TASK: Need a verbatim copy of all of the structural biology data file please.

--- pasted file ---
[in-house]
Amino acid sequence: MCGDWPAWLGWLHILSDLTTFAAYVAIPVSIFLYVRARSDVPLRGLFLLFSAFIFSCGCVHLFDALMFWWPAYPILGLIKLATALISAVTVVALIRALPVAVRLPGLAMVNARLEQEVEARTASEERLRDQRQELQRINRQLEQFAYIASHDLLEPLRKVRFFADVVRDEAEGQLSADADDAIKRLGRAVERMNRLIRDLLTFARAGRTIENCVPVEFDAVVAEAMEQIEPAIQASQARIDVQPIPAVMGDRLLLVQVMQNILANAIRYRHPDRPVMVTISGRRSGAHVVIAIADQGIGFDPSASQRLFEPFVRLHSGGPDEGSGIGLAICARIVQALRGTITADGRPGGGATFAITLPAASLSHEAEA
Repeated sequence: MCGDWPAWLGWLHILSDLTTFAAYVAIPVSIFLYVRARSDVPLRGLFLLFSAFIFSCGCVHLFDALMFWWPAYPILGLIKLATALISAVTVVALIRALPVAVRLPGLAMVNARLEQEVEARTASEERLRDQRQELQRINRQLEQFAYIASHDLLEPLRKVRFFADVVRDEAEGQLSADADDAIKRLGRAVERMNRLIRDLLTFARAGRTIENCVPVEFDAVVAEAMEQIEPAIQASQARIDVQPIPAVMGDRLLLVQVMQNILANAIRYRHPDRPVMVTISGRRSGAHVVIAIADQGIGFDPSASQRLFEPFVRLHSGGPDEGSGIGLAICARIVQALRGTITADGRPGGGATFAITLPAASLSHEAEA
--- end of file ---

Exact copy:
[in-house]
Amino acid sequence: MCGDWPAWLGWLHILSDLTTFAAYVAIPVSIFLYVRARSDVPLRGLFLLFSAFIFSCGCVHLFDALMFWWPAYPILGLIKLATALISAVTVVALIRALPVAVRLPGLAMVNARLEQEVEARTASEERLRDQRQELQRINRQLEQFAYIASHDLLEPLRKVRFFADVVRDEAEGQLSADADDAIKRLGRAVERMNRLIRDLLTFARAGRTIENCVPVEFDAVVAEAMEQIEPAIQASQARIDVQPIPAVMGDRLLLVQVMQNILANAIRYRHPDRPVMVTISGRRSGAHVVIAIADQGIGFDPSASQRLFEPFVRLHSGGPDEGSGIGLAICARIVQALRGTITADGRPGGGATFAITLPAASLSHEAEA
Repeated sequence: MCGDWPAWLGWLHILSDLTTFAAYVAIPVSIFLYVRARSDVPLRGLFLLFSAFIFSCGCVHLFDALMFWWPAYPILGLIKLATALISAVTVVALIRALPVAVRLPGLAMVNARLEQEVEARTASEERLRDQRQELQRINRQLEQFAYIASHDLLEPLRKVRFFADVVRDEAEGQLSADADDAIKRLGRAVERMNRLIRDLLTFARAGRTIENCVPVEFDAVVAEAMEQIEPAIQASQARIDVQPIPAVMGDRLLLVQVMQNILANAIRYRHPDRPVMVTISGRRSGAHVVIAIADQGIGFDPSASQRLFEPFVRLHSGGPDEGSGIGLAICARIVQALRGTITADGRPGGGATFAITLPAASLSHEAEA